Outcomes of liver transplantation for hepatocellular carcinoma (HCC) are determined by cancer-related and non-related events.
Treatments for hepatitis C virus infection have reduced non-cancer events among patients receiving liver transplants, so reducing HCC-related death might be an actionable end point.
Dr Vincenzo Mazzaferro and colleagues from Italy performed a competing-risk analysis to evaluate factors associated with survival of patients with HCC and developed a prognostic model based on features of HCC patients before liver transplantation.
The researchers performed multivariable competing-risk regression analysis to identify factors associated with HCC-specific death of patients who underwent liver transplantation.
|To have a 70% chance of HCC-specific survival 5 years after transplantation, the level of AFP should be <200 ng/mL|
The training set comprized 1018 patients who underwent liver transplantation for HCC from 2000 through 2013 at 3 tertiary centers in Italy.
The validation set comprized 341 consecutive patients who underwent liver transplantation for HCC during the same period at the Liver Cancer Institute in Shanghai, China.
The researchers collected pretransplantation data on etiology of liver disease, number and size of tumors, patient level of α-fetoprotein (AFP), model for end-stage liver disease score, tumor stage, numbers and types of treatment, response to treatments, tumor grade, microvascular invasion, dates, and causes of death.
Death was defined as HCC-specific when related to HCC recurrence after transplantation, disseminated extra- and/or intrahepatic tumor relapse and worsened liver function in presence of tumor spread.
The cumulative incidence of death was segregated for hepatitis C virus status.
The research team found that the sum of tumor number and size and of log10 level of AFP were significantly associated with HCC-specific death, returning an average c-statistic of 0.780.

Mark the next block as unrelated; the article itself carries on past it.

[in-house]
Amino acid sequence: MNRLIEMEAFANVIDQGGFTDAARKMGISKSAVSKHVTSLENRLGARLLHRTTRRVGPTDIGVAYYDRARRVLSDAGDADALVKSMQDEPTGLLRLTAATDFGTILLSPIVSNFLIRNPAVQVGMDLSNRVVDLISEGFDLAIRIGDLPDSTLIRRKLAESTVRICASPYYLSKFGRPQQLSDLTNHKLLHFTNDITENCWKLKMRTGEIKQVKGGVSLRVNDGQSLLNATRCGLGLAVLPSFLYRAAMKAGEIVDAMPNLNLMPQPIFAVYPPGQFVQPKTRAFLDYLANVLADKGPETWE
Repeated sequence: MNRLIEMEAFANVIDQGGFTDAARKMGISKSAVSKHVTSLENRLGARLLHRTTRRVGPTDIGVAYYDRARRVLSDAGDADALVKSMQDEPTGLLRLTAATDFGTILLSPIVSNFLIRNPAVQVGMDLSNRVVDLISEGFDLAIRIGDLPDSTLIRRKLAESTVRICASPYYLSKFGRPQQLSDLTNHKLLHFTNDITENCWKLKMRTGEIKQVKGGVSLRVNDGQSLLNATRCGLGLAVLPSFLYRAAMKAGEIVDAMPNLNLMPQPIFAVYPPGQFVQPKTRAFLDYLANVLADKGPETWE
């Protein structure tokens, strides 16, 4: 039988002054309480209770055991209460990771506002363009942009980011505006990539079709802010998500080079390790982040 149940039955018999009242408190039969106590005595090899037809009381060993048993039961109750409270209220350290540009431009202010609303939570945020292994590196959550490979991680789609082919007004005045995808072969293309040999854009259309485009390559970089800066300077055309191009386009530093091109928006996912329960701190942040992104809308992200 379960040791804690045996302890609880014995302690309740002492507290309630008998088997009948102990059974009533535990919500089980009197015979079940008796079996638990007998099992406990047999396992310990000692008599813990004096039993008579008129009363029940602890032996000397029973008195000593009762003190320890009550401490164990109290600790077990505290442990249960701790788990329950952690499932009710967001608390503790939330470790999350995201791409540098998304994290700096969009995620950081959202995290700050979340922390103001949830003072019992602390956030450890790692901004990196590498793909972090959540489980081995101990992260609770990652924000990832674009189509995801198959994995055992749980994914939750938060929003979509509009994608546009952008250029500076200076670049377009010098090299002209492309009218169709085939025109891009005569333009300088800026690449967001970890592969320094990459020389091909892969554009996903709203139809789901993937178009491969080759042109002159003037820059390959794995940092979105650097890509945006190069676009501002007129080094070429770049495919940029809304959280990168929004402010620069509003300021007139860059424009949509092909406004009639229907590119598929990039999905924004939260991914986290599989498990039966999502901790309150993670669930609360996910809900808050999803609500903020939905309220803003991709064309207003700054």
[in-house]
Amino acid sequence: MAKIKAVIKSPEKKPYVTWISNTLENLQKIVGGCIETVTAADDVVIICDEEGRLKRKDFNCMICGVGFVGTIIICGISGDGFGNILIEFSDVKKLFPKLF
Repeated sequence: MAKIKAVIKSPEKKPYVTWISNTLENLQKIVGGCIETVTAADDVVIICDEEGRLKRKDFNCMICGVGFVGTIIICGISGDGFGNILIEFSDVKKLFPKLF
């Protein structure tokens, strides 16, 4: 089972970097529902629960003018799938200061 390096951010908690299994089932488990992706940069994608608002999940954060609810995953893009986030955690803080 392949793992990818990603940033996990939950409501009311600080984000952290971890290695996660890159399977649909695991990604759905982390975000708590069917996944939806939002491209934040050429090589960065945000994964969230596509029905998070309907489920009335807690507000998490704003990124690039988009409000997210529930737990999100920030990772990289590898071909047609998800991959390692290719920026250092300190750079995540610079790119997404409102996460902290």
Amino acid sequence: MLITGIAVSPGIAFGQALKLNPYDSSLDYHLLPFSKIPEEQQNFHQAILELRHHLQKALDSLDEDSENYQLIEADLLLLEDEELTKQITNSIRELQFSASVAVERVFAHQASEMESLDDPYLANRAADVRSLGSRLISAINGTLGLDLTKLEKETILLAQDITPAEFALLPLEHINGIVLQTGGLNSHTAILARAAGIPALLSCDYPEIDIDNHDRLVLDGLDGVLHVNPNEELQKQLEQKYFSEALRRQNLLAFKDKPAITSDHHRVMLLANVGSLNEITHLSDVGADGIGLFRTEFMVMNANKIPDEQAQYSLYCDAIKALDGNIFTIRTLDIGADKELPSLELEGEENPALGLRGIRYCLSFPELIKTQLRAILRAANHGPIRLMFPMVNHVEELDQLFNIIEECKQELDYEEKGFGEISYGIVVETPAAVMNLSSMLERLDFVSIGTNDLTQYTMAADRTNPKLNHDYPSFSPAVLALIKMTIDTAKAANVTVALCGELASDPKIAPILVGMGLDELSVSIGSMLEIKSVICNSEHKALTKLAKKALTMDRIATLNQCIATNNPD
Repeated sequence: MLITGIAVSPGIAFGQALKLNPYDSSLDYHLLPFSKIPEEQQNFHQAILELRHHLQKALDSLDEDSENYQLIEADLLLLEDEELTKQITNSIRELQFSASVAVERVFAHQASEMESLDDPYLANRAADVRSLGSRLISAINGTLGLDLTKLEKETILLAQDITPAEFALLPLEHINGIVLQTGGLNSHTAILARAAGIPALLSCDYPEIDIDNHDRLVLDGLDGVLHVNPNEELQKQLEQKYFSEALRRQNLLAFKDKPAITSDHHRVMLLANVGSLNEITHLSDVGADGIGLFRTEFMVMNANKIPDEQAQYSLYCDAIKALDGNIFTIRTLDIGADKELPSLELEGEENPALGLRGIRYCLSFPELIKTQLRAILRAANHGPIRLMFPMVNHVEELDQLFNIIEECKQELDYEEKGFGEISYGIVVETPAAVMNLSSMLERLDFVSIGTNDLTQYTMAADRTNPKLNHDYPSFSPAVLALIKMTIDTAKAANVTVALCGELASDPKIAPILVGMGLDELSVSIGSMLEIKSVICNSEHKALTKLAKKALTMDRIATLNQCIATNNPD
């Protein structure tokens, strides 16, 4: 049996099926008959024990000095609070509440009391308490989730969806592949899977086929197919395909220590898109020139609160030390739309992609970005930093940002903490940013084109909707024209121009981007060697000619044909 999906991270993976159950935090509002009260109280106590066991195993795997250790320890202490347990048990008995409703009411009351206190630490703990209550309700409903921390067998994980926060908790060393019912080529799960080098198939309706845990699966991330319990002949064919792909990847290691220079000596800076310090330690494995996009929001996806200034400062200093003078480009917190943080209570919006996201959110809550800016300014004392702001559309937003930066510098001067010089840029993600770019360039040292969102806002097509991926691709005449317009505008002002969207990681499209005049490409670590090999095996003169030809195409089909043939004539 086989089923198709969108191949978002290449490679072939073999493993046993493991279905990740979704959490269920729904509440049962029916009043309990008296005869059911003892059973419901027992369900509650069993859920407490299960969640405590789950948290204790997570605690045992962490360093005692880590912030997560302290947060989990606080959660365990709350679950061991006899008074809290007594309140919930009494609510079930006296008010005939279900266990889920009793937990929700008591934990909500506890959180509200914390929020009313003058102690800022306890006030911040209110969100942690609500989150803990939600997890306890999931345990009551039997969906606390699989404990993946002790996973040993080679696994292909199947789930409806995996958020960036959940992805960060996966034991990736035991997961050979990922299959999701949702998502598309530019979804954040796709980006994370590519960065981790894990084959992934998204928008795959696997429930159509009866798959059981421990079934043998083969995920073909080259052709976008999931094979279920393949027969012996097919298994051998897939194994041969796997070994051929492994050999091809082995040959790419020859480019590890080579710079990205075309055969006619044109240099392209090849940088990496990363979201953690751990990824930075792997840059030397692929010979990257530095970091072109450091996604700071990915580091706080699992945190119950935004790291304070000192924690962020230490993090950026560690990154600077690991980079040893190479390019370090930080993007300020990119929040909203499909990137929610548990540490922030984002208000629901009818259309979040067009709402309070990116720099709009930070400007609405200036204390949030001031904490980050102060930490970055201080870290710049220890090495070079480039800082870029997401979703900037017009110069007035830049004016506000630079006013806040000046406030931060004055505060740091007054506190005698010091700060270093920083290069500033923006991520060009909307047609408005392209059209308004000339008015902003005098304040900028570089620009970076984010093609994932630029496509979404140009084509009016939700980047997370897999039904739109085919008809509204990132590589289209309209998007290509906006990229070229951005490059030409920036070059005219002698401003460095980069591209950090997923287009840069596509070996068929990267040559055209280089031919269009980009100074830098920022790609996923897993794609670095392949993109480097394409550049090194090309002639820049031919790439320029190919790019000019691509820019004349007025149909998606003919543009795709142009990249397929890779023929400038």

The team noted that 5-year cumulative incidence of non−HCC-related death was 9% in HCV-negative patients, and 18% in HCV-positive patients.
The researchers observed that for patients with HCC to have a 70% chance of HCC-specific survival 5 years after transplantation, their level of AFP should be <200 ng/mL and the sum of number and size of tumors should not exceed 7.
If the level of AFP was 200−400 ng/mL, the sum of the number and size of tumors should be ≤5.
The team noted that if their level of AFP was 400−1000 ng/mL, the sum of the number and size of tumors should be ≤4.
In the validation set, the model identified patients who survived 5 years after liver transplantation with 0.721 accuracy.
The team's model, based on patients’ level of AFP and HCC number and size, outperformed the Milan; University of California, San Francisco; Shanghai-Fudan; Up-to-7 criteria; and AFP French model to predict which patients will survive for 5 years after liver transplantation.
Dr Mazzaferro's team concludes, "We developed a model based on level of AFP, tumor size, and tumor number, to determine risk of death from HCC-related factors after liver transplantation."
"This model might be used to select end points and refine selection criteria for liver transplantation for patients with HCC."
"To predict 5-year survival and risk of HCC-related death using an online calculator, please see www.hcc-olt-metroticket.org/."